The 2014 FIBA World Cup will have to go on without last season's NBA MVP.
The report adds, "Team USA managing director Jerry Colangelo said Durant reached out to him and coach Mike Krzyzewski on Thursday afternoon and 'expressed that he is just physically and mentally drained from the NBA season and his attention to his many responsibilities.'"
Last season, Durant carried Oklahoma City to its third conference finals appearance in four years. He took his game to another level, keeping his team in the title conversation even as All-Star sidekick Russell Westbrook played in only 46 regular-season games.
The 25-year-old probably deserves a break, especially with what promises to be another long season ahead of him.
Per ESPN.com's report, Durant said in a statement:
This was an extremely difficult decision as I take great pride in representing our country. I know that I owe it to my USA Basketball teammates to be totally invested in the experience. After going through training camp with USAB, I realized I could not fulfill my responsibilities to the team from both a time and energy standpoint.
It will, of course, be hard to view Durant's decision as a "favor" to Team USA, but his point will be well-taken. This is no venture for halfhearted participation.
Inevitably, some will suspect Durant left the team in reaction to the tragic broken leg teammate Paul George suffered during a scrimmage in Las Vegas. Subconsciously or otherwise, George's misfortune served as a reminder that seasons can be ruined in one unlucky play.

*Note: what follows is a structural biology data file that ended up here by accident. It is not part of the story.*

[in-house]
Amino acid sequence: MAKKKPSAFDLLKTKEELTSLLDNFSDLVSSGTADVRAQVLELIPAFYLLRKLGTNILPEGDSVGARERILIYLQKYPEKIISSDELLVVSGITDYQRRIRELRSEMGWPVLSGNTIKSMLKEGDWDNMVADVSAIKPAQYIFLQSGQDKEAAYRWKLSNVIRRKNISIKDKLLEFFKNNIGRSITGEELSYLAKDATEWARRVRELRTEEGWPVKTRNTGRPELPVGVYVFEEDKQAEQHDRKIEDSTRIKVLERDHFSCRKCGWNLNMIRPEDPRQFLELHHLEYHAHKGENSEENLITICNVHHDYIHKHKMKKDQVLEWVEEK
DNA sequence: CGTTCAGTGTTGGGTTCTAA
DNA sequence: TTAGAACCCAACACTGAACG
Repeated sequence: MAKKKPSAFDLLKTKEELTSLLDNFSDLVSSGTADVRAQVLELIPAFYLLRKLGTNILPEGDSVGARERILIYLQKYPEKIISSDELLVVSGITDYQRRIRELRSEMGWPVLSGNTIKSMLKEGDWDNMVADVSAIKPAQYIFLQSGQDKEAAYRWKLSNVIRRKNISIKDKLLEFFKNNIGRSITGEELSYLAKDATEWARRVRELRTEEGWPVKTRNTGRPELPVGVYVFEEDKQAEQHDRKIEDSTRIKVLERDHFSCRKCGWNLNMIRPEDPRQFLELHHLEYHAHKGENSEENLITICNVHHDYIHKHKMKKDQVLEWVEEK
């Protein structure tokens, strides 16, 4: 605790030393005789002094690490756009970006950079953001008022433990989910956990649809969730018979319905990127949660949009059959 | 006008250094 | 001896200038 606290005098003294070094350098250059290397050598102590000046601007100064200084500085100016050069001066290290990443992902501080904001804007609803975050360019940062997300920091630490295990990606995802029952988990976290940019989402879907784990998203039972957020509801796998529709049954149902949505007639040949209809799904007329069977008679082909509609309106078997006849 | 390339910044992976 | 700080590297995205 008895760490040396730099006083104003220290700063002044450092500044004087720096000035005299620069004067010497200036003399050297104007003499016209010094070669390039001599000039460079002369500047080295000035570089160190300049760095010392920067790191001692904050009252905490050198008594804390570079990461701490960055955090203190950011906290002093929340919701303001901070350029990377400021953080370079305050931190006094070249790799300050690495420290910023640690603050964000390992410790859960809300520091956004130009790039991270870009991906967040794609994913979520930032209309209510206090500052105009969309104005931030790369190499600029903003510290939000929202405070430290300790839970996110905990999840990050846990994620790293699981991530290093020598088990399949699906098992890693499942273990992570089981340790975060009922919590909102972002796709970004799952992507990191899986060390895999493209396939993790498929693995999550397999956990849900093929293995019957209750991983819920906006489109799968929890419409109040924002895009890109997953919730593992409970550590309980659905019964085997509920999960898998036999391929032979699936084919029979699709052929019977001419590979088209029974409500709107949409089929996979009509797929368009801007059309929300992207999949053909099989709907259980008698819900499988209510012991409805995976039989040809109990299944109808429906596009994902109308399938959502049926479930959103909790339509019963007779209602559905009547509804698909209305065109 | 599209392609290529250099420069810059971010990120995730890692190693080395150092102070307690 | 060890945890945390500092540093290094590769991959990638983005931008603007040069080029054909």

The official record suggests otherwise.
USA's Jerry Colangelo said Kevin Durant “made it very clear” his departure had nothing to do with Paul George breaking his leg.— Marc J. Spears (@SpearsNBAYahoo) August 8, 2014
There's no reason to doubt Durant's story on face.
The Washington Post's Des Bieler reminds us, "Playing for Team USA, especially as its go-to scorer, can be a draining experience, and this year a bit daunting as well, considering that the tournament will be played in Spain, home to arguably the world’s second-best national team."
But doubts will persist in cynical corners.
Either way, Team USA's biggest worry going forward is what kind of precedent this sets.
At the very least, the withdrawal is yet another reminder that international competition isn't an especially high priority for the league's most well-established stars. As Deadspin's Barry Petchesky notes, the club, "was already without LeBron James, Carmelo Anthony, Chris Paul, Kevin Love, Russell Westbrook and Blake Griffin."
His absence sends an unmistakable message that there are things more important than representing one's country at the FIBA World Cup.
Things as simple as rest.
And while there's truth to that message, its implications are unsettling. Most players have something else they could be doing right about now. If Durant and Co. can tend to their summer to-do lists, why can't everyone else?
It bears mentioning that no two cases are entirely equivalent. While Durant's decision won't affect his future chances at Olympic or international play, others on this roster are still trying to establish themselves or otherwise cement their legacies.
They may not have the luxury of picking and choosing the opportunities that present themselves.
In any event, the more immediate worries have little to do with symbolism and everything to do with basketball.
Durant brought a virtually unparalleled scoring ability to the roster, along with physical tools that made him a versatile presence along the front line.
As NBCSports.com's Kurt Helin points out, "Kevin Durant was the real lynchpin of Team USA this summer—he was going to play the 4 while Team USA went very small with three guards on the perimeter. He was going to be the perfect international stretch 4 and likely the team’s leading scorer."